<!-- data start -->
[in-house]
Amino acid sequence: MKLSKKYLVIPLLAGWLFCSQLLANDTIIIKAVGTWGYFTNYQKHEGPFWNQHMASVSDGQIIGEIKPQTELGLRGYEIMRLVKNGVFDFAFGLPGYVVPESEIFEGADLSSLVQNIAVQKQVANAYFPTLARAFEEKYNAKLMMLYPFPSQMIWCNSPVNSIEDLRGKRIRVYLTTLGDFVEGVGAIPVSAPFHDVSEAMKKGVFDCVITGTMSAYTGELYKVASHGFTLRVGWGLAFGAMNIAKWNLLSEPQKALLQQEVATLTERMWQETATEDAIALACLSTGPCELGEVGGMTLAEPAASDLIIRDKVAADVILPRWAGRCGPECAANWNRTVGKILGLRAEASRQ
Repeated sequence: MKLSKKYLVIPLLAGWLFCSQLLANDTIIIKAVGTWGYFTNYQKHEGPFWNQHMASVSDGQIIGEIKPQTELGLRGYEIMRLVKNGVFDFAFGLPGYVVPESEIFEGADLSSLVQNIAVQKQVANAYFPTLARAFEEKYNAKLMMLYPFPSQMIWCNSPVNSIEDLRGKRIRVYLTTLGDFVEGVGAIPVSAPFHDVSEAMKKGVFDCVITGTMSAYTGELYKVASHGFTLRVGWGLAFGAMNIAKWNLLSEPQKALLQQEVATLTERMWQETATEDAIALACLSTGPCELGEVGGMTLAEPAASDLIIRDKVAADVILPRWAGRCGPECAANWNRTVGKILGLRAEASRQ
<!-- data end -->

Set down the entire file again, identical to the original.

[in-house]
Amino acid sequence: MKLSKKYLVIPLLAGWLFCSQLLANDTIIIKAVGTWGYFTNYQKHEGPFWNQHMASVSDGQIIGEIKPQTELGLRGYEIMRLVKNGVFDFAFGLPGYVVPESEIFEGADLSSLVQNIAVQKQVANAYFPTLARAFEEKYNAKLMMLYPFPSQMIWCNSPVNSIEDLRGKRIRVYLTTLGDFVEGVGAIPVSAPFHDVSEAMKKGVFDCVITGTMSAYTGELYKVASHGFTLRVGWGLAFGAMNIAKWNLLSEPQKALLQQEVATLTERMWQETATEDAIALACLSTGPCELGEVGGMTLAEPAASDLIIRDKVAADVILPRWAGRCGPECAANWNRTVGKILGLRAEASRQ
Repeated sequence: MKLSKKYLVIPLLAGWLFCSQLLANDTIIIKAVGTWGYFTNYQKHEGPFWNQHMASVSDGQIIGEIKPQTELGLRGYEIMRLVKNGVFDFAFGLPGYVVPESEIFEGADLSSLVQNIAVQKQVANAYFPTLARAFEEKYNAKLMMLYPFPSQMIWCNSPVNSIEDLRGKRIRVYLTTLGDFVEGVGAIPVSAPFHDVSEAMKKGVFDCVITGTMSAYTGELYKVASHGFTLRVGWGLAFGAMNIAKWNLLSEPQKALLQQEVATLTERMWQETATEDAIALACLSTGPCELGEVGGMTLAEPAASDLIIRDKVAADVILPRWAGRCGPECAANWNRTVGKILGLRAEASRQ